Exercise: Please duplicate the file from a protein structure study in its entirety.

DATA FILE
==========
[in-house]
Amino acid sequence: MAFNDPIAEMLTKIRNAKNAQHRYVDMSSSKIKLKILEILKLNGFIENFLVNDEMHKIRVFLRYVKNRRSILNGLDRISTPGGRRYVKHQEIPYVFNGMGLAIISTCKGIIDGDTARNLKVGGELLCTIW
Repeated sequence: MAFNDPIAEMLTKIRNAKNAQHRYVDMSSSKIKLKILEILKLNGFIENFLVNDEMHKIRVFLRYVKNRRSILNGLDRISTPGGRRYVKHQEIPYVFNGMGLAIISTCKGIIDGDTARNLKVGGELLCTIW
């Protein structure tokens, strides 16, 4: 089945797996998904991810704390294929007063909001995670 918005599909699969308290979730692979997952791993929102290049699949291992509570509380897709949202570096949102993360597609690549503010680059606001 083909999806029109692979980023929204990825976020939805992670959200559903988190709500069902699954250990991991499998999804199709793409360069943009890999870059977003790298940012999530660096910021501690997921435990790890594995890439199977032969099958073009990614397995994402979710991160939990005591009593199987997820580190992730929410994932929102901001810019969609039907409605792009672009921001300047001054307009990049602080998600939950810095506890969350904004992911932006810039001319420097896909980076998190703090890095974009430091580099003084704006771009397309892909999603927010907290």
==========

[in-house]
Amino acid sequence: MAFNDPIAEMLTKIRNAKNAQHRYVDMSSSKIKLKILEILKLNGFIENFLVNDEMHKIRVFLRYVKNRRSILNGLDRISTPGGRRYVKHQEIPYVFNGMGLAIISTCKGIIDGDTARNLKVGGELLCTIW
Repeated sequence: MAFNDPIAEMLTKIRNAKNAQHRYVDMSSSKIKLKILEILKLNGFIENFLVNDEMHKIRVFLRYVKNRRSILNGLDRISTPGGRRYVKHQEIPYVFNGMGLAIISTCKGIIDGDTARNLKVGGELLCTIW
């Protein structure tokens, strides 16, 4: 089945797996998904991810704390294929007063909001995670 918005599909699969308290979730692979997952791993929102290049699949291992509570509380897709949202570096949102993360597609690549503010680059606001 083909999806029109692979980023929204990825976020939805992670959200559903988190709500069902699954250990991991499998999804199709793409360069943009890999870059977003790298940012999530660096910021501690997921435990790890594995890439199977032969099958073009990614397995994402979710991160939990005591009593199987997820580190992730929410994932929102901001810019969609039907409605792009672009921001300047001054307009990049602080998600939950810095506890969350904004992911932006810039001319420097896909980076998190703090890095974009430091580099003084704006771009397309892909999603927010907290």